Shortly after being named energy advisor to the Romney campaign in March 2012, Hamm donated $985,000 to the pro-Romney super PAC Restore Our Future.[2] On the eve of the convention, Hamm was credited in a report with being among oil and energy executives consulted in a plan to devolve permitting on Federal lands to the state where the land is located. Romney's proposal, which was launched the same week as two industry fundraisers netted $10 million for the campaign, was seen as going beyond roots in the Sagebrush Rebellion of the 1970s and 1980s, as well as the sometimes controversial permitting policies of the George W. Bush administration in the 2000s.[18]

Personal life[edit]

Hamm has three children from his first wife, a former executive at Continental. They were divorced in 1987.[7] The following year, he married Sue Ann Arnall; they have two grown daughters, Jane Hamm and Hillary Hamm.[19] Jane Hamm is a graduate of Duke University and works at J.P. Morgan Chase and Hillary Hamm attends Dartmouth College. They live in Enid, Oklahoma.[20] Sue Ann Hamm filed for divorce on May 19, 2012.[7]

References[edit]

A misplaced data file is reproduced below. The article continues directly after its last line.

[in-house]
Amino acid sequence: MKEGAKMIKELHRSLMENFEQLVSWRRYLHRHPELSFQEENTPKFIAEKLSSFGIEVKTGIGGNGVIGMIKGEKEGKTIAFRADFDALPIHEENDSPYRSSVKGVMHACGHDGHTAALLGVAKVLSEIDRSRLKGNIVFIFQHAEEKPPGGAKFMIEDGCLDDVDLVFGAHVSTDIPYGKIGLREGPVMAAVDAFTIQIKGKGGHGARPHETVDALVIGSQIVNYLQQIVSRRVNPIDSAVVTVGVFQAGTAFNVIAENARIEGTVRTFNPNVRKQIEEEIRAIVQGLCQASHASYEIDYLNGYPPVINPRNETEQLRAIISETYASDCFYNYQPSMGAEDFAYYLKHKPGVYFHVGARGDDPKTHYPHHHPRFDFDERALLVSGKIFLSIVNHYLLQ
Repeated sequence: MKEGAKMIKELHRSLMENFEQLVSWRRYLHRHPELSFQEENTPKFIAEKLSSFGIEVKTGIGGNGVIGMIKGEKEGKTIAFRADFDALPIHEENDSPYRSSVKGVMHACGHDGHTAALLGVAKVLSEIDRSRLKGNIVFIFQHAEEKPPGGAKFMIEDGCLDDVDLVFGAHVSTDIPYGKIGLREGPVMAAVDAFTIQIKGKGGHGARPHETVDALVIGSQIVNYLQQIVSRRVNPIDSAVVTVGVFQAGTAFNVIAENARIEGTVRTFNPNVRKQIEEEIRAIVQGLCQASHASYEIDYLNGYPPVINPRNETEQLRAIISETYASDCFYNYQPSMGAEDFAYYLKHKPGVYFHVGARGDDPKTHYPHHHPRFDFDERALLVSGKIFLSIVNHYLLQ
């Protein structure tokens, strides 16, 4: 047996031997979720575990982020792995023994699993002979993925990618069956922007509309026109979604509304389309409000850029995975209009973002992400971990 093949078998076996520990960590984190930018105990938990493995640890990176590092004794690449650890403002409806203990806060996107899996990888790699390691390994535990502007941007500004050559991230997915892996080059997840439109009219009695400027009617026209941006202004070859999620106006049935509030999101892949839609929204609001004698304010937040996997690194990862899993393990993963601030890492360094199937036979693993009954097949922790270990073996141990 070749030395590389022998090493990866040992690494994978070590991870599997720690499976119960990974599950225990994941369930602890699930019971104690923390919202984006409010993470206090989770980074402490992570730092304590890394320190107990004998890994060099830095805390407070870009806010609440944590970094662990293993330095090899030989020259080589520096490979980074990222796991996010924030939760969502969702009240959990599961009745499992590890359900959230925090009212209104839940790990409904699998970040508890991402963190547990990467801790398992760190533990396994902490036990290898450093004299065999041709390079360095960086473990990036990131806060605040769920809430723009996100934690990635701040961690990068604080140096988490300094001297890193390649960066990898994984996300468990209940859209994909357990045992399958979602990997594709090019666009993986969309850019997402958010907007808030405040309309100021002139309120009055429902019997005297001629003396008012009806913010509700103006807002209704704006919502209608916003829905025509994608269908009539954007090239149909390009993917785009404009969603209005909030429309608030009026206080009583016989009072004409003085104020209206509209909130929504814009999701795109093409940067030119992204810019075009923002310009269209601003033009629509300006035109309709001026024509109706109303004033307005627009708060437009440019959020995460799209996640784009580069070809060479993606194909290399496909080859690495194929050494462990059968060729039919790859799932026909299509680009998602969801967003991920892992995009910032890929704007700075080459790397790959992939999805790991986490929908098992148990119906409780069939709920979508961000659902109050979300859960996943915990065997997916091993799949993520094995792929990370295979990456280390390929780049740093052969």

1. ^ Forbes; The World's Billionaires – Harold Hamm September 2013
  2. ^ a b "Top Romney Adviser Also Gives Big To Super PAC". Huffington Post. May 23, 2012. 
  3. ^ a b "Harold Hamm selected to Oklahoma Hall of Fame", Enid News & Eagle, November 12, 2011
  4. ^ a b Gregory Zuckerman, The Frackers : the outrageous inside story of the new billionaire wildcatters. 2013, Portfolio Penguin. ISBN 9781591846451
  5. ^ Harold Hamm - Forbes, Forbes.com. Accessed March 2012.
  6. ^ Carroll, Joe (March 1, 2012). "Romney Names Oklahoma Oil Billionaire Hamm as Energy Adviser". Bloomberg. 
  7. ^ a b c Brian Grow and Joshua Schneyer, "Looming divorce could threaten oil baron's empire", Reuters.com, March 21, 2013. Retrieved March 21, 2013.
  8. ^ "Hiland Partners". HilandPartners.com. Retrieved 2013-03-23. 
  9. ^ a b Allen, Cindy, "This is not a drill", The Enid News & Eagle, March 26, 2011
  10. ^ Vardi, Nathan (February 2, 2009). "The Last American Wildcatter". Forbes. 
  11. ^ http://www.tradingmarkets.com/news/stock-alert/aaon_ctc_ppd_3-oklahoma-small-firms-make-forbes-100-list-1260490.html[dead link]
  12. ^ a b Reiger, Andy, "Hamm to receive honorary degrees", The Enid News & Eagle, May 11, 2009
  13. ^ "Harold Hamm: Executive Profile & Biography", Business Week
  14. ^ a b "Harold Hamm Biography", 2010 New Horizons in Oil & Gas Conference
  15. ^ "How North Dakota Became Saudi Arabia", interview of Harold Hamm, The Wall Street Journal, Oct. 1, 2011
  16. ^ a b "Harold Hamm: The Business of Benevolence", Distinctly Oklahoma, November 2010
  17. ^ "Global Leadership Council". Retrieved 17 March 2012. 
  18. ^ Lipton, Eric, and Clifford Krauss, "Giving Reins to the States Over Drilling", New York Times, August 23, 2012. Retrieved 2012-08-26.
  19. ^ Reuters: "Exclusive: Looming divorce could threaten oil baron's empire" By Brian Grow and Joshua Schneyer March 21, 2013
  20. ^ "Harold Hamm Biography, Oklahoma Diabetes Center